Brutal Nature #1

Brutal Nature #1

Writer: Luciano Saracino Artist: Ariel Olivetti Publisher: IDW Publishing Release Date: May 18, 2016 Cover Price: $3.99 Critic Reviews: 11 User Reviews: 3
7.5Critic Rating
6.5User Rating

A collection of masks transforms the young man known as Ich into innumerable different beasts and monsters. Using this ancient power, he embarks on a battle that pits the indigenous people of Colombia against the encroaching Spanish empire. But can one man hope to beat back the massive forces of the conquering Spaniards? Luciano Saracino and Ariel Olivetti (Venom: Space Knight) bring readers a stunningly illustrated story of beasts and men fighting for the soul of a nation!

  • 10
    Outright Geekery - Amani Cooper May 22, 2016

    I am very interested in the outcome of this invasion. Ich has a lot of work to do, and I can only imagine how much worse it could get. This is a fun book in a way. It adds a little spark of imagination to history, which doesn't have to be a bad thing. With this type of writing and art, how can it be a bad thing? While I have found the lives of native people to be interesting, I never really got into any Native American mythos, especiallySouth American mythos, but it may come in handy when ready this book. I don't think its required for this well thought out story, but I'd like to have some extra knowledge for the next issue. Read Full Review

  • 9.0
    Comic Crusaders - Johnny "The Machine" Hughes Mar 22, 2017

    For a book that, at first, didn't seem to offer much, the surprises come thick and fast. There is a simplicity to the storytelling, being as this is the first issue. Yet, there are enough questions left hanging to indicate that things are going to get a little more complicated. I am normally quite critical of the current trend of story compression to fulfil the demands of TPB format. But here, I am not sure that four issues will be enough for many readers who may well want more issues of Ich's adventures. Read Full Review

  • 9.0
    Monkeys Fighting Robots - Anthony Wendel May 17, 2016

    This new series helps to showcase an interesting story in a distinct period in history. Saracino and Olivetti truly are a winning combination and have created a book many need to check out. Fans of incredible artwork and violent storytelling will definitely want to make sure to give this book a read. Read Full Review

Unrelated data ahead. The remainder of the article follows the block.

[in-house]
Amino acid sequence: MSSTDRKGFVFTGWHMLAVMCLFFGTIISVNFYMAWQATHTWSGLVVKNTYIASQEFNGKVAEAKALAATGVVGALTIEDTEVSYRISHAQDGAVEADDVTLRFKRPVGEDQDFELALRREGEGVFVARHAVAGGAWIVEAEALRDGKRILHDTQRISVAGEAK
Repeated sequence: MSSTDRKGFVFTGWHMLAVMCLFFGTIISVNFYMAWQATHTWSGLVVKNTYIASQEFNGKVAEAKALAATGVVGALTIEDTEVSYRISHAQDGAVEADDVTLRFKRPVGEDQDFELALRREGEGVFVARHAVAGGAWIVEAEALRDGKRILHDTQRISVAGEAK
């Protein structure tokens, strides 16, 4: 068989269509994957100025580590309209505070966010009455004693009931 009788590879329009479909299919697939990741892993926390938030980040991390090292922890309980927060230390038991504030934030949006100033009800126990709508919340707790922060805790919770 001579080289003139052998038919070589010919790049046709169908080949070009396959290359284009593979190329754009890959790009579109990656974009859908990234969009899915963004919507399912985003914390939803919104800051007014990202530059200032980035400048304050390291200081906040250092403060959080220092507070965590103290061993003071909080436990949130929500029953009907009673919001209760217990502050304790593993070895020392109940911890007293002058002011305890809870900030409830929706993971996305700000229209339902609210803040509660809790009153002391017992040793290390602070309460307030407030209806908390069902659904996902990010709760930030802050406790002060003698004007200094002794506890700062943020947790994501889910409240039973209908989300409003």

• 8.0
    AVN Today - Tamala May 24, 2016

    The two plots that are included in the story are both intriguing, but I believe that they could flow better together. I hope that in later issues, which I will be definitely reading, that the author brings together the separate plots better. Read Full Review

  • 8.0
    Pop Culture Uncovered - Ray W May 19, 2016

    Brutal Nature is a surprisingly good issue, from the creative team of Luciano Saracino and Ariel Olivetti. The writing is great, and art reflects that. The story is easy to get into and gets you invested in the main character. The painted art looks beautiful, but there are some weird looking faces. This is only the first issue and I enjoyed it. Ill definitely bechecking out the next issue. Read Full Review

  • 8.0
    ComicWow!TV - Bhavna Bakshi May 16, 2016

    The storyline is easy to understand and keep up with, so I’m pretty excited that it sinks in with just one read. The creative team has done an amazing job on this premiere issue, and things are looking really exciting. It can only get better, so keep on reading to see where this adventure takes us! Read Full Review

  • 7.5
    Slackjaw Punks - Duff May 18, 2016

    I think if you are in the market for something different or you don't enjoy superhero stuff, Brutal Nature is a good pick for you. I just wasn't feeling it. Read Full Review

  • 7.0
    Project-Nerd - Lee Jun 2, 2016

    This book doesn't disappoint. Its characters are interesting from the get go, the art looks amazing and the basic premise is intriguing. Add that to the mystery of how Ich got these abilities and you've got a strong opening to what has the potential to be a fascinating series. Keep it coming. Read Full Review

  • 6.0
    Comic Book Resources - Jim Johnson May 23, 2016

    Overall, Olivetti carries the issue with continuously striking visuals of nature, but the magnificence of his art is significantly offset by a story that doesn't have much to offer. "Brutal Nature" #1 is an easy sell to readers looking for something beautiful to look at, but those wanting a little more substance might find this a little tougher to take. Read Full Review

  • 5.5
    Multiversity Comics - Matthew Garcia May 23, 2016

    "Brutal Nature" #1 features some interesting moments, but it's handled carelessly and structured poorly. There's plenty of strong visuals and the premise is intriguing, but the character work falls flat and the language is rough. I appreciate what they wanted to do with this book, but it's not handled with any sort of deftness. Read Full Review

  • 4.0
    Comic Bastards - Justin Wood May 18, 2016

    A paragraph at the end would have been nice. ‘You were supposed to feel * blank *'. Maybe excited. Maybe intrigued. Maybe angry that the Spanish killed n' tortured a lot of people in the name of God. Feeling conflicted about what you should be feeling or what you are feeling is an interesting thing to play with in fiction. It's uncomfortable for the audience and might make them challenge their opinions or leave them to experience uncommon sensations. The question that is good to ask is why or should I have felt the way I did. The question you don't want an audience asking is why didn't I feel anything. Read Full Review

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